Column | Ballooning govt debt, populist measures mainly caused Sri Lanka's economic crisis

Sri Lanka crisis
People stand in a long queue to buy kerosene oil for kerosene cookers amid a shortage of domestic gas due to country's economic crisis, at a fuel station in Colombo on March 21, 2022. REUTERS/Dinuka Liyanawatte

For an island with a population of 20 million people, Sri Lanka has remained a resilient nation in the face of many challenges. The country experienced a 30-year war which ended eventually; but the spirit of the people survived the war and its aftermath. Sri Lanka has remained relatively peaceful although simultaneous bomb blasts were set off by ISIS-styled extremists in churches and hotels on Easter Sunday in 2019, paving the way for President Gotabaya Rajapaksa to be elected by a landslide in a hotly contested Presidential election later that year.

Then came the pandemic which resulted in economic downturn and closure of the country’s thriving tourism industry. But the worst was yet to come; President Gotabaya Rajapaksa’s Government is now facing an unprecedented economic crisis on all fronts.

What fuelled the economic crisis

Central to the economic crisis Sri Lanka is facing are some of the short-sighted policy decisions taken by President Rajapakse’s regime as they came to power, promising national security and greater economic revival.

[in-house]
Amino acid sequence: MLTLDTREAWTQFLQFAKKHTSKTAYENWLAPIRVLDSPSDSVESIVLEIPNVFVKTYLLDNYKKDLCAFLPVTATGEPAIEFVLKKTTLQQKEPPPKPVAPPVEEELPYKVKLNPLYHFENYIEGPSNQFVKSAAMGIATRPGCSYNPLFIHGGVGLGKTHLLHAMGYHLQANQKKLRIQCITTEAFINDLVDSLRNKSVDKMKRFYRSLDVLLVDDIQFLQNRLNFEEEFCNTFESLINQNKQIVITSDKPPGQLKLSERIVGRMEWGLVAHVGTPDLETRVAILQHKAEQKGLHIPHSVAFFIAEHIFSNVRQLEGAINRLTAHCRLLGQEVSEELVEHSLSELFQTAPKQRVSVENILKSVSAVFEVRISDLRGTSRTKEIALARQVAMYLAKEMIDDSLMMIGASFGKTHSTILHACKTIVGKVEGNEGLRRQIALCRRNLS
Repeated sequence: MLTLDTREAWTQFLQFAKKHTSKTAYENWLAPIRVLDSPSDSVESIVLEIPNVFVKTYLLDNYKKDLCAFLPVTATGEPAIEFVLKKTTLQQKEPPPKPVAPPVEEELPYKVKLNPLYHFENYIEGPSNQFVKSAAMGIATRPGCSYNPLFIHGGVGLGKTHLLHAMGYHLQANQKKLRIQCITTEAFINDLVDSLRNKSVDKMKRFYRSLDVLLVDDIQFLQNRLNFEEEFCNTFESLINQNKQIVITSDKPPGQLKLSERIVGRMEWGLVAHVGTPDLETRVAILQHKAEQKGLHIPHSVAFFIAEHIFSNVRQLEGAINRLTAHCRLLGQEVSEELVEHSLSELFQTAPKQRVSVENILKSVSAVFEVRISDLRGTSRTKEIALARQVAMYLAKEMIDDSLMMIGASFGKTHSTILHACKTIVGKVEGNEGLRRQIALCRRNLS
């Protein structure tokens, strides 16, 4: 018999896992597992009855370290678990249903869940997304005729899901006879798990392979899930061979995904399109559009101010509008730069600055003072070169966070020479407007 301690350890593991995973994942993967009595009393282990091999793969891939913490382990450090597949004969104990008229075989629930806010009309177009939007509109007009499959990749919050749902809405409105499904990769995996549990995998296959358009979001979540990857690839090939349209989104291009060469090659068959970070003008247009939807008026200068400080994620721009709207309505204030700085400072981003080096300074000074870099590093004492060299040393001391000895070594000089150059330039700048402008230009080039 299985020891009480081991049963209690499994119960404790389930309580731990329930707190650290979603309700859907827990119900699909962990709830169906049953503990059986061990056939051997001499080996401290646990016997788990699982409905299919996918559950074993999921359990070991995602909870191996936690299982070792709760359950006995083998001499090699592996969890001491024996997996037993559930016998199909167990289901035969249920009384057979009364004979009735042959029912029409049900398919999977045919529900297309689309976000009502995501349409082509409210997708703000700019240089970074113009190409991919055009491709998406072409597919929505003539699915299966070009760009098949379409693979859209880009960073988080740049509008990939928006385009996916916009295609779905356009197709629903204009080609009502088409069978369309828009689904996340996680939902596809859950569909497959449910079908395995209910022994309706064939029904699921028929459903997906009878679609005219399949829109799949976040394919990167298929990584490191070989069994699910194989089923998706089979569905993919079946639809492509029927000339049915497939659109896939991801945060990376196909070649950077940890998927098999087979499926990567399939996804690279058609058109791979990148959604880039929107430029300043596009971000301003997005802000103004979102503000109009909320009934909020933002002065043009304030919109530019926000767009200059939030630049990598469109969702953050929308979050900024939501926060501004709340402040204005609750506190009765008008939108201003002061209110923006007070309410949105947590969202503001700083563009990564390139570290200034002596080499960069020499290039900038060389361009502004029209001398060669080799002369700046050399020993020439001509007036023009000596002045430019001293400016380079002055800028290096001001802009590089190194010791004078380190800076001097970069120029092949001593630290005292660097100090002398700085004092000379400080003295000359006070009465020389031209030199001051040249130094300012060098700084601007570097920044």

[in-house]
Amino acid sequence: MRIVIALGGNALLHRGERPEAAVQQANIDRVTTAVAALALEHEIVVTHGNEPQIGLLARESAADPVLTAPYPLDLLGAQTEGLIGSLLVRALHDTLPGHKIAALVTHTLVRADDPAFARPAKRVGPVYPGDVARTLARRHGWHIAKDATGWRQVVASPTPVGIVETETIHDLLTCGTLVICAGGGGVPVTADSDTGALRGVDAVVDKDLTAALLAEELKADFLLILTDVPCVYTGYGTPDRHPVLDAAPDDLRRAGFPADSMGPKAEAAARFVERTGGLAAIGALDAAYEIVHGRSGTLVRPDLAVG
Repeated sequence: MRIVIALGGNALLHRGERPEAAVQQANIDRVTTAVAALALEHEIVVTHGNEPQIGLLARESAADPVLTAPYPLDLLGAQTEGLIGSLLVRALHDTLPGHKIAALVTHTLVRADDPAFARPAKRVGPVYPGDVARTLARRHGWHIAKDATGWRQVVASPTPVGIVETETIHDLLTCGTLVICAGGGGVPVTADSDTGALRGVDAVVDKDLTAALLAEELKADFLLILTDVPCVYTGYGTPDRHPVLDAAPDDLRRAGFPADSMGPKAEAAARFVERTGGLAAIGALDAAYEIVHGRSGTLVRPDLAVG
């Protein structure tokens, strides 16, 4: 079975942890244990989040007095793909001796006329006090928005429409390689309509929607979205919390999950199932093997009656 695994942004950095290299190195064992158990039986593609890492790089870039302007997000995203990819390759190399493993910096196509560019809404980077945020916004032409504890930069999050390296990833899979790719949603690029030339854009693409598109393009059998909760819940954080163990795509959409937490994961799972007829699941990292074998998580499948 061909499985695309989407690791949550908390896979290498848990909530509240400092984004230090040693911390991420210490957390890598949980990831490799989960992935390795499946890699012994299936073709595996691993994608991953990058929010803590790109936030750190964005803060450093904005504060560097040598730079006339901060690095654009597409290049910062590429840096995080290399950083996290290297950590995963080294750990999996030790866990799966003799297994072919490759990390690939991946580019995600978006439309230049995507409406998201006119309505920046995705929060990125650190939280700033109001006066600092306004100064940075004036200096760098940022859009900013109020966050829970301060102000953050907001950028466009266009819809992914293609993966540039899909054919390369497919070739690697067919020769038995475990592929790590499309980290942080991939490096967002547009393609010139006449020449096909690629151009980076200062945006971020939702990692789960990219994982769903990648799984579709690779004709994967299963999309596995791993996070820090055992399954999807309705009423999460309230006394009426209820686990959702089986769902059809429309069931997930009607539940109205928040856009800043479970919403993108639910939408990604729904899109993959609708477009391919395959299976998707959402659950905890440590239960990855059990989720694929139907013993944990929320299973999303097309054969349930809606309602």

Shocked by the Easter Sunday blasts that killed and maimed many, Sri Lankans had been hopeful of a strong leadership and efficient style of government management under President Gotabaya but that didn’t exactly happen as they expected it to.

A man eats alone inside an empty hotel during a power outage after two main gas companies have suspended supplies as the country grapples with a severe foreign currency shortage in Colombo on March 7, 2022. REUTERS/Dinuka Liyanawatte

Piling up of debt and short-term fiscal policies executed by the Government are blamed, among many other reasons, for the current economic crisis

Verite Research, a Sri Lankan think tank recently published an analysis of the country’s debt stock – it shows that the total debt stock has grown by 42.8% between 2015-2019. At least 89.8% of the increase was due to the cost of interest accumulated on the debt obtained by the Government of President Mahinda Rajapakse; most of the loans from China went to fund colossal projects in his hometown of Hambantota but the projects have become white elephants, placing an incredible burden of debt on the nation.

Speaking to media, Executive Director of Veritas Research, Dr Nishan de Mel says that the worry currently is not just the amount of debt but the cost of debt as well. When interest accumulates, the debt keeps growing. Last year, 71% of the government revenue went into paying just the interest accumulated on the debt.